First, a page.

Saturday, June 1, 2013

Get ready for...

It's June now. And, in a few short weeks it will be summer! Ahhhh, my very favorite time of the year.

The sunshine, picnics, swimming, basking outside in the glorious warmth and all that fun.

One of the things that we (my son, Matthew, and I) especially look forward to is:

the summer reading program through our local library.

We have done this for several years--complete with buying him a very cute summer reading t-shirt at the library--to Matthew receiving a new favorite book (of his choice) from the library's prize book selection, upon completion of his reading chart and wonderful story adventures.

Today, June 1st, marked the 'let the summer reading program begin' day at our local library.

So, we excitedly picked up a packet (which includes a cute reading chart) and we will definitely be on board the reading train, that takes place promptly at bedtime, this evening in our household.

Reading books together is a marvelous way to incorporate language (and a whole lot more) into your child's learning process. Plus, it's just so much fun to find/discover/stumble upon the perfect books that capture your child's attention and stir up their imagination in such delightful ways, all the while helping them to learn and grow, through creative and expressive reading adventures and enjoyment.

Matthew has Agenesis of the Corpus Callosum. He is non-verbal, and although he is unable to read, he is certainly an avid reader of books and has his personal favorite books that tickle his funny bone--give him the giggles, send him into the super sillies, bring about so much anticipation that he is about to burst, and also has favorite books (pages in books) that cause him to all out belly laugh so hard that I sometimes (ahem) always have to stop reading because I'm laughing, too!

What's the best thing about reading? Well, for us, it's having the ability to take a book that Matthew loves and then dive in head first--acting it out--making the words and story jump right off the pages and straight into Matthew's mind's eye.

While I love to read the words to him, I can create a whole new kind of experience and reaction, and grasp his attention far greater, if I express those words in such a way that they help to conjur up images in Matthew's mind and make them more real, more meaningful for him, making them come to life, and expanding those words right off the page, acting the story out right before his eyes.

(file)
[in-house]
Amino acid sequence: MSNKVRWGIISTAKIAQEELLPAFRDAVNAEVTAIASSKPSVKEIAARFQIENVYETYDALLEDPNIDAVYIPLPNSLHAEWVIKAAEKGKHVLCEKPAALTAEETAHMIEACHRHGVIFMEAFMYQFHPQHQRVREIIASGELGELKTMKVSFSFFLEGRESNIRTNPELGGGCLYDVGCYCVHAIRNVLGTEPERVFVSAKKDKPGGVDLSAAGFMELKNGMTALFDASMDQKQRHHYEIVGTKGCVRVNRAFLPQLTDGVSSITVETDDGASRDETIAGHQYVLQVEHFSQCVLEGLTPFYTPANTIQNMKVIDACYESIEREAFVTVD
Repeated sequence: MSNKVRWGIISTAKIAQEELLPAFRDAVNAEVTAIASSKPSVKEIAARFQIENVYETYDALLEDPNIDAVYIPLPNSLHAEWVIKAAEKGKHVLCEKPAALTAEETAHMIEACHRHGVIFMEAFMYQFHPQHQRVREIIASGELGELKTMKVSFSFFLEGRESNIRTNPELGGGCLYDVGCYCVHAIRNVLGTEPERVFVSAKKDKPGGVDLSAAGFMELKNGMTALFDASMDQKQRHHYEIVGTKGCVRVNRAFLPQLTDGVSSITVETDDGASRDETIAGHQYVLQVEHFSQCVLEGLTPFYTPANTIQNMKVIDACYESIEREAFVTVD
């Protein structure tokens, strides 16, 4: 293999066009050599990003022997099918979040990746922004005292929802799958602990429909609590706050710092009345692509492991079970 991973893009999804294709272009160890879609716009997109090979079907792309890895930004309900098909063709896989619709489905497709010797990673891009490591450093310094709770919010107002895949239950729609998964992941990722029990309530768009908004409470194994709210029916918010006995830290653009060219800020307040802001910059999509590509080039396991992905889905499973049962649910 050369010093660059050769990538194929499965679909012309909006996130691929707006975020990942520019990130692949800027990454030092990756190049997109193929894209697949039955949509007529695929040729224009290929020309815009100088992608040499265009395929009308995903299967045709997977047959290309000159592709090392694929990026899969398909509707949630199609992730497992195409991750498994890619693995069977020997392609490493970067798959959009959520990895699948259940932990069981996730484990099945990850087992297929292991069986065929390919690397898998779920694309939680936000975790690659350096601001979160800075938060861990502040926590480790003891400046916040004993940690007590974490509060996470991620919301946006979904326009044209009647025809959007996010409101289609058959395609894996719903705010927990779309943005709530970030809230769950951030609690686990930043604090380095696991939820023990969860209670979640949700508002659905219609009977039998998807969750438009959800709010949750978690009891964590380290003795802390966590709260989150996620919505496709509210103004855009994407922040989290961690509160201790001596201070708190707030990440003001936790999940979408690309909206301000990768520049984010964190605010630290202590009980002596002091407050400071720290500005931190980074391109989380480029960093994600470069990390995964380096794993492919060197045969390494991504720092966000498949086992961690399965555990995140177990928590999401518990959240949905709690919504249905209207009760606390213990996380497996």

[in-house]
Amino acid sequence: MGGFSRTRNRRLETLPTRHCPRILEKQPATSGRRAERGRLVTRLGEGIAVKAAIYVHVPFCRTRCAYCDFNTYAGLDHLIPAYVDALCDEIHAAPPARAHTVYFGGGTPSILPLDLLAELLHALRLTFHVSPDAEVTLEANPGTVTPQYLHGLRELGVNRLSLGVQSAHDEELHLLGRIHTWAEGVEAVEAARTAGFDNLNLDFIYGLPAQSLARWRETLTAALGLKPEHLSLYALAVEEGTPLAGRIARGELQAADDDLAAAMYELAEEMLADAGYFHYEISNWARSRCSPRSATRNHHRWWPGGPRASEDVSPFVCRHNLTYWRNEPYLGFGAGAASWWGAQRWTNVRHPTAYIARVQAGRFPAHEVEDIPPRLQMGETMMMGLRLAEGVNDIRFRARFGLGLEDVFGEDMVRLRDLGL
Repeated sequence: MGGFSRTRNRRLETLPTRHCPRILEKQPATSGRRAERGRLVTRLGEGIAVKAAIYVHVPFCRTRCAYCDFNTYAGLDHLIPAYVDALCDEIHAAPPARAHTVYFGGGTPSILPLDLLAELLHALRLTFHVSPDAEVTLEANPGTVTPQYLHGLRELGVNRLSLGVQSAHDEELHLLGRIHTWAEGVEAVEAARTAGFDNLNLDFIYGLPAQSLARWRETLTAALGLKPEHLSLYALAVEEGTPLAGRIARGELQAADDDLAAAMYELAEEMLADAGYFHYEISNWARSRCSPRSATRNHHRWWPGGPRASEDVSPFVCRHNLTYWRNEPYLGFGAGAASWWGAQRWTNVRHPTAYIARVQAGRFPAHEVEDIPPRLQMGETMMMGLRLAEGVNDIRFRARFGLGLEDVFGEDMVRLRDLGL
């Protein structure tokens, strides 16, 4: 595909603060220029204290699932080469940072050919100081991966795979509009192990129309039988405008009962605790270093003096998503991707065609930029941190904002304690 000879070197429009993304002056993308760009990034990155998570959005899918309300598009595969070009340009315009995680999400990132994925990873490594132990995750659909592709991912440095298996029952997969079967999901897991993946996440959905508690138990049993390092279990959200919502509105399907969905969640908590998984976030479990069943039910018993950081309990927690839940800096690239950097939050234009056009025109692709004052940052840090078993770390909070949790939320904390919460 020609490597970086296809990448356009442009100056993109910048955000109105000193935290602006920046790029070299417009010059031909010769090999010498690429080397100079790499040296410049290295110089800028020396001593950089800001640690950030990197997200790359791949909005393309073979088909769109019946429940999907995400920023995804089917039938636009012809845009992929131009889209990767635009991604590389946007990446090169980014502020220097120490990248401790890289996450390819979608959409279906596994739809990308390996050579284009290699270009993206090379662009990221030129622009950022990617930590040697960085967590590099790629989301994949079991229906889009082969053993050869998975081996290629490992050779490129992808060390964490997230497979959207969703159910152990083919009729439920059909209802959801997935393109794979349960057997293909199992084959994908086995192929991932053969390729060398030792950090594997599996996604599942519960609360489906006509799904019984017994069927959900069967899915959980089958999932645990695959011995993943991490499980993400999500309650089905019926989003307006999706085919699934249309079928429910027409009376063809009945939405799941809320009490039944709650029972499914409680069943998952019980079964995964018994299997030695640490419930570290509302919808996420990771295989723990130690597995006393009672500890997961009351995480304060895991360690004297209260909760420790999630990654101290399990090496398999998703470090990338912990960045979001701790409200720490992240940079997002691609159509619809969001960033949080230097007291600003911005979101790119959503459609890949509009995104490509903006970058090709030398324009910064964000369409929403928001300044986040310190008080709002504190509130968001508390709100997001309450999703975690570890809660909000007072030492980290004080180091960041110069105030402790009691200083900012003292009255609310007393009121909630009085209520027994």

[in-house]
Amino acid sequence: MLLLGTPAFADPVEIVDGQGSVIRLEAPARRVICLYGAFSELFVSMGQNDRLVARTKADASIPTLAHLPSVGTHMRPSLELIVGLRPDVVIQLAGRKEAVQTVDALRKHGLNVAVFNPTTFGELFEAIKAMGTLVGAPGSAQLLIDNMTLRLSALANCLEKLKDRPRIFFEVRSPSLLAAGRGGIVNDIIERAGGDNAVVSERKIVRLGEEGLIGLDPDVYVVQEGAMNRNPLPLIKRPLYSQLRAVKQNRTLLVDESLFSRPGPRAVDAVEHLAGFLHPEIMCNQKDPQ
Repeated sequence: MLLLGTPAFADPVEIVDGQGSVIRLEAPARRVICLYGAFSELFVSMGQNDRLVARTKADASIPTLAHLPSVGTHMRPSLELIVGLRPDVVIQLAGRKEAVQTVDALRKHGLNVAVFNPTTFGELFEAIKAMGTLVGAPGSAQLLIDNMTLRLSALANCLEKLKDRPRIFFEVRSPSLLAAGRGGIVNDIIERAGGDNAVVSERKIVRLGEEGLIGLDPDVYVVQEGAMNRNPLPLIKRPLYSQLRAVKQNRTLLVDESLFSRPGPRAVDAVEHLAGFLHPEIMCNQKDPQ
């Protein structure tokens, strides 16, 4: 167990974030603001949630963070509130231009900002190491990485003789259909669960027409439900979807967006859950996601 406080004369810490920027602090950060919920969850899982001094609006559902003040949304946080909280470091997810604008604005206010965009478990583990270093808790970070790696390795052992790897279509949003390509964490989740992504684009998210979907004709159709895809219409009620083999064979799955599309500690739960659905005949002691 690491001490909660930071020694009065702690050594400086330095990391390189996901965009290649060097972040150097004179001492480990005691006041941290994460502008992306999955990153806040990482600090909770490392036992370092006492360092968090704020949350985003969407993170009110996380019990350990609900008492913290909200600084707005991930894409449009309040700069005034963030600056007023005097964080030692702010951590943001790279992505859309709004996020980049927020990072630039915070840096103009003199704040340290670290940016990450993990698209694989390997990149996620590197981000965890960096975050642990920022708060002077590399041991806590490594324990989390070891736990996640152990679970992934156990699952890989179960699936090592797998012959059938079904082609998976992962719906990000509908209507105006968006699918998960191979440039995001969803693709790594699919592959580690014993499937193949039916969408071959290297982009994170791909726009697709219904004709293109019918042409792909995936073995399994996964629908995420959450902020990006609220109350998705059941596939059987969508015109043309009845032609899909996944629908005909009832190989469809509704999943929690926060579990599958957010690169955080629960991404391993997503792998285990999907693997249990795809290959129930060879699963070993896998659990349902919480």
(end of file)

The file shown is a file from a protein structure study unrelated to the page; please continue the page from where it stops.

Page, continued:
I will also pause quite often in a story to explain something we read, to point to a part of his body that we are talking about, to tickle him--if we are reading about tickling, to tell him something funny that happened to me while I was a little girl--(that has to do with the page we are reading), etc.

For example: In one very cute book, with a bouncy repetitive rhythmic rhyme, that we borrowed from the library...

A Summery Saturday Morning

...there is a page that talks about geese that won't back down. Matthew thinks it's hilarious when I stop the story (right after reading that page about the geese) and tell him about how when I was a little girl I was at a park with my family and we were down by the lake playing in the grass, with our shoes on, fully dressed, and there were some big geese...and one BIG white goose chased me backwards (and I start acting it out for him, moving backwards and looking behind me--as I'm telling him the story) and the goose was HONKING at me...honk, honnnk, honk, and that BIG goose nearly chased me right into the lake!

I definitely notice a huge difference in Matthew's learning abilities when we have an engaging reading program taking place in our home on a regular basis.

Reading (and playful story time) helps build/increase his understanding of language with such a natural, flowing ease.

It also helps him express and become equally involved in a story when he can use sign language for the words he knows, as I am reading, and when he can choose which book he would like me to read.

Of course, for a child who is able to read, or who is just learning to read, there are so many motivating and creative ways to help them learn through the use of books.

I encourage you to join a summer reading program at your local library or to conjur up your own homemade summer reading adventures.

Here are a few of my child's favorite books...
(click on the links below to explore more about each book)

click to see inside this book

Piggy Wiglet - by David L. Harrison

Little Donkey Close Your Eyes - by Margaret Wise Brown

Llama Llama Red Pajama - by Anna Dewdney

Goodnight, Me - by Andrew Daddo

Fred's Bed - by Marilyn Singer

Sheila Rae, The Brave - by Kevin Henkes

The Three Bears - by Byron Barton

You may like to view a previous summer reading post from July of 2010 (with a few additional books).

We'd love to know the favorite books that your child adores and loves to read.

Read what others are saying by clicking on the "comments" below.

Please consider sharing your child's favorite books in the comment section--because it's always so much fun to have new books to explore. And, definitely, please feel free to elaborate and tell us what your child especially likes about their favorite book.